Post # 10
My Darling Husband and I tried for a year and finally conceived our almost 9 month old son with the help of clomid after being diagnosed with pcos. I just went through another round of clomid and ovulated and will hopefully have baby #2 soon. Just because you have pcos doesn’t mean you won’t be able to have children, but every woman is different and unique. Some people just need a little “push” like me. Hang in there! I know how hard it is.
Post # 11
1) people are so rude to ask questions like that…it’s none of their business. I hated those questions too.
2) lots of (most?) women with PCOS who want to conceive do. Some need a little help with fertility drugs, but it shouldn’t be a huge obstacle, if that’s your only diagnosis. If your doctor makes you feel otherwise, look for a different one. I have PCOS and am due in 8 weeks. Good luck to you.
Post # 12
Honestly? There is no good answer. Being honest with people doesn’t make the it go away like you’d think. I’ve been open about my journey through IVF and people STILL have dumb, rude , inconsiderate and nosy things to say. There will come a point when you will come to terms with your situation and once you reach that the comments and questions don’t seem so bad. But you aren’t there yet and that’s okay! Give yourself time to absorb and process the info, no one can get hit with a life altering thing and take it in stride over night. Although I would say don’t get too worked up until you have a sit down with an RE. You have plenty of options until you are told otherwise. PCOS is NOT the end of the road, not by a long shot. Have you made an appointment to get further testing or to outline a plan of action?
Post # 13
@vmec: Thanks. It’s so annoying that people feel the need to ask prying questions like this so that we have to deal with them, whatever our situations may be. One of my best friends is CBC, and she does this as well. She’s still young (under 30), so people don’t really question their decision to “wait” at this point, but they may get a little more forceful at some point. But for now, lying gets her through this line of questioning, too!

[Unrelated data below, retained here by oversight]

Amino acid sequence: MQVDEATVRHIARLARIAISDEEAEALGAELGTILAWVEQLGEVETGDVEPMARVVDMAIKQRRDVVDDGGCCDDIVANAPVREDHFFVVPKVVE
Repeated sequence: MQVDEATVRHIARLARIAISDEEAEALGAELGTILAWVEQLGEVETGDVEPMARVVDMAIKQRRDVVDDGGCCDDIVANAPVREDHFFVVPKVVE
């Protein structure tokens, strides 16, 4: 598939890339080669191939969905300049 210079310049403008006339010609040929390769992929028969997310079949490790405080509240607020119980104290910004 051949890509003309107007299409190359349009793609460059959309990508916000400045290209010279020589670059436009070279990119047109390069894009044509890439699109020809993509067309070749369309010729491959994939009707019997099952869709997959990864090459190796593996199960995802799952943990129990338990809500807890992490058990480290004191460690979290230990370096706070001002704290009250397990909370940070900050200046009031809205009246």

Post # 14
I can feel your pain. It hurts my heart even to go to the gyno bc i see all the pregnant women around me and i always want to start crying. I always end up texting my fiance saying “theres a bunch of pregnant women here 🙁 ” And he just trys to calm me down by telling me just relax, we will have our baby one day you just have to be patient. Its so hard for me thought. Hang in there girl, we cant give up, just gotta have faith 🙂
Post # 15
I’m so sorry for your diagnosis! I have heard a lot of stories on the Bee and elsewhere of women with PCOS successfully having children, so lots of good luck to you 🙂
I understand why some people feel it is easier to say “We’re waiting until X” or something similar, but personally I think that giving those false responses puts the false impression out there that once people are ready, they will get pregnant. I totally understand that it’s hard to get the questions all the time, but I try to be honest with what I’m going through because I really want that perception to change. I have no problem with people knowing that I’ve been trying for 8 months and am still trying, because I have never personally known anyone that’s gone through the same thing. Oh I’m sure I have, but they’ve never put that out there for me to know. So I feel that maybe if I answer their question honestly, they will realize that it’s a dumb question. No one can predict or know when they will be having children, because sometimes we can try our hardest and it just doesn’t happen.
I hope I’m not coming off wrong to anyone who doesn’t answer that they are trying or are unable to have children, because I know everyone deals with things in different ways, but I feel that if more people were honest about those things then maybe the general perception would change and we could stop getting these questions all the time in the future.
Sorry I kind of wrote a novel here!
Post # 16
I have PCOS too, and I’m preparing myself for the difficulty of trying to conceive. I’m just planning on being honest and saying something like: “We’re trying, but we’re having a hard time with it. Sorry, but it’s a little difficult for me to talk about it.” That way, they’ll know not to bring it up again.